Stanislavski

Constantine Stanislavski was born in Moscow, Russia in 1863 (died 1938). He was an actor and eventually moved on to become a director and teacher. He developed a new approach to acting. It took him years of experimenting to get to what is now known as the Stanislavski System. Most acting that we see now has its roots in the Stanislavski system. Before the invention of the Stanislavski System, acting looked more like a comedy play on stage. Melodrama asks actors to practice the movements, gestures, and voices to create the characters = Outside to the inside. Stan “the man” wanted actors to work on characters from the inside and thus create more of a “true” or “real” (ie. not artificial) performance.

  1. Relaxation: learning to relax the muscles and eliminate physical tension while performing
  2. Concentration: learning to think like an actor and to respond to one’s own imagination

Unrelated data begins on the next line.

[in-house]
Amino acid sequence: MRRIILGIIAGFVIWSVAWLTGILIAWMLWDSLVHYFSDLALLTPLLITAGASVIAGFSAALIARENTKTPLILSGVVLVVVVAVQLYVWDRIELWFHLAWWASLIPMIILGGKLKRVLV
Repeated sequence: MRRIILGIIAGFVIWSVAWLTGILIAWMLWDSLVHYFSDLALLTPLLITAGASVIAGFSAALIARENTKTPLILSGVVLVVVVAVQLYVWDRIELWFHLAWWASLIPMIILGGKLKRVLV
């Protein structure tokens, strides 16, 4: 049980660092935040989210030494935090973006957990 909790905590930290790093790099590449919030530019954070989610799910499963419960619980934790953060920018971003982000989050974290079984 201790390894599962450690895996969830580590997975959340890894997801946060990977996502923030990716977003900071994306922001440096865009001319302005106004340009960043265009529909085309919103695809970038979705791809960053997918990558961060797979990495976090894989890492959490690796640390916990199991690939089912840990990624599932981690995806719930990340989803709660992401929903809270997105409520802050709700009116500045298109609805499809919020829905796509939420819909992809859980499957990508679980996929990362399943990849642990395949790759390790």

3. Observation: Discovering the sensory base of the work: learning to memorize and recall sensations often called “sense memory” and/or “affective memory”; learning to work from a small sensation and expand it, a technique Stanislavski called “spheres of attention.”
  4. Communication: Developing the ability to interact with other performers spontaneously, and with an audience, without violating the world of the play.
  5. Imagination:
    1. the more fertile the actor’s imagination, the more interesting would be the choices made in terms of objective, physical action, and creating the given circumstances around the character.
    2. There is no such thing as ‘actually’ on stage. Art is a product of the imagination, as the work of a dramatist should be. The aim of the actor should be to use his technique to turn the play into a theatrical reality. In this process, imagination plays by far the greatest part.